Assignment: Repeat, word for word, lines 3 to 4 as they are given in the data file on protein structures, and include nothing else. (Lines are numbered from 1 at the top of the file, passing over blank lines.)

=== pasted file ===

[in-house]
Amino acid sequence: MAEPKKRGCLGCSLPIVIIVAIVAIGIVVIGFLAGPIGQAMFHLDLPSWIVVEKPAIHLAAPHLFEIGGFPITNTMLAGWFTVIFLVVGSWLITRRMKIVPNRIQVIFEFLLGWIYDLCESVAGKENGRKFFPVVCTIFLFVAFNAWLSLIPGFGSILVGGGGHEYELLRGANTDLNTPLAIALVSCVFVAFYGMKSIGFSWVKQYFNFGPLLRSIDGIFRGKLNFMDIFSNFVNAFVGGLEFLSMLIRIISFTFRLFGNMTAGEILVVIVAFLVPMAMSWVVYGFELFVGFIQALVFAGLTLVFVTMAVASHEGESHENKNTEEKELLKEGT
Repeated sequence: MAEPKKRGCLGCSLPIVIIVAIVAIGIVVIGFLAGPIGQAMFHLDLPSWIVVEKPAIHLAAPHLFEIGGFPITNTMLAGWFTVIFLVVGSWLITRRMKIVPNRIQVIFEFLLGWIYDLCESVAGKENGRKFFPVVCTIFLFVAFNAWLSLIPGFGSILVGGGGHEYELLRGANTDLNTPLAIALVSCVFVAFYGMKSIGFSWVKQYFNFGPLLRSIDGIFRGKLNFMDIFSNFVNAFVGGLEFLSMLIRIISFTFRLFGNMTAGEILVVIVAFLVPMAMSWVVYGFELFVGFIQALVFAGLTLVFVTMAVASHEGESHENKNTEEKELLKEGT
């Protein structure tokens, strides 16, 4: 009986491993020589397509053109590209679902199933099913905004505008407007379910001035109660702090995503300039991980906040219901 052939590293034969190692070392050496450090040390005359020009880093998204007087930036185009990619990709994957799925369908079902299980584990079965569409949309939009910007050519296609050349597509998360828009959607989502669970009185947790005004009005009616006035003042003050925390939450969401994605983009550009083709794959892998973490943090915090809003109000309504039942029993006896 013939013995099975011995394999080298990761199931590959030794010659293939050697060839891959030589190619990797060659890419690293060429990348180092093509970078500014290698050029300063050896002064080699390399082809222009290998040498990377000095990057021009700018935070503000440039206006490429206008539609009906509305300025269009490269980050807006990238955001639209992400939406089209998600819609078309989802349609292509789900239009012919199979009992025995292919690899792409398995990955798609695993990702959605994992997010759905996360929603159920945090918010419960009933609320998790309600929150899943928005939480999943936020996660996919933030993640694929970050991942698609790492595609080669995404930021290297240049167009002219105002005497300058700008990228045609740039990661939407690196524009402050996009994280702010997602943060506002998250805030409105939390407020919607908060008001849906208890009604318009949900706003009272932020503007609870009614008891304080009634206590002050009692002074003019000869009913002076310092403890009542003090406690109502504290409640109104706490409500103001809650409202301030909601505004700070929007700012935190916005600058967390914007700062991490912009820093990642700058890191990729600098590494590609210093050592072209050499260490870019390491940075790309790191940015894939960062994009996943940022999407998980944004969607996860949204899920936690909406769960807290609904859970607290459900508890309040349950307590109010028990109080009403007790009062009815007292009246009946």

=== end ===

Repeated sequence: MAEPKKRGCLGCSLPIVIIVAIVAIGIVVIGFLAGPIGQAMFHLDLPSWIVVEKPAIHLAAPHLFEIGGFPITNTMLAGWFTVIFLVVGSWLITRRMKIVPNRIQVIFEFLLGWIYDLCESVAGKENGRKFFPVVCTIFLFVAFNAWLSLIPGFGSILVGGGGHEYELLRGANTDLNTPLAIALVSCVFVAFYGMKSIGFSWVKQYFNFGPLLRSIDGIFRGKLNFMDIFSNFVNAFVGGLEFLSMLIRIISFTFRLFGNMTAGEILVVIVAFLVPMAMSWVVYGFELFVGFIQALVFAGLTLVFVTMAVASHEGESHENKNTEEKELLKEGT
């Protein structure tokens, strides 16, 4: 009986491993020589397509053109590209679902199933099913905004505008407007379910001035109660702090995503300039991980906040219901 052939590293034969190692070392050496450090040390005359020009880093998204007087930036185009990619990709994957799925369908079902299980584990079965569409949309939009910007050519296609050349597509998360828009959607989502669970009185947790005004009005009616006035003042003050925390939450969401994605983009550009083709794959892998973490943090915090809003109000309504039942029993006896 013939013995099975011995394999080298990761199931590959030794010659293939050697060839891959030589190619990797060659890419690293060429990348180092093509970078500014290698050029300063050896002064080699390399082809222009290998040498990377000095990057021009700018935070503000440039206006490429206008539609009906509305300025269009490269980050807006990238955001639209992400939406089209998600819609078309989802349609292509789900239009012919199979009992025995292919690899792409398995990955798609695993990702959605994992997010759905996360929603159920945090918010419960009933609320998790309600929150899943928005939480999943936020996660996919933030993640694929970050991942698609790492595609080669995404930021290297240049167009002219105002005497300058700008990228045609740039990661939407690196524009402050996009994280702010997602943060506002998250805030409105939390407020919607908060008001849906208890009604318009949900706003009272932020503007609870009614008891304080009634206590002050009692002074003019000869009913002076310092403890009542003090406690109502504290409640109104706490409500103001809650409202301030909601505004700070929007700012935190916005600058967390914007700062991490912009820093990642700058890191990729600098590494590609210093050592072209050499260490870019390491940075790309790191940015894939960062994009996943940022999407998980944004969607996860949204899920936690909406769960807290609904859970607290459900508890309040349950307590109010028990109080009403007790009062009815007292009246009946």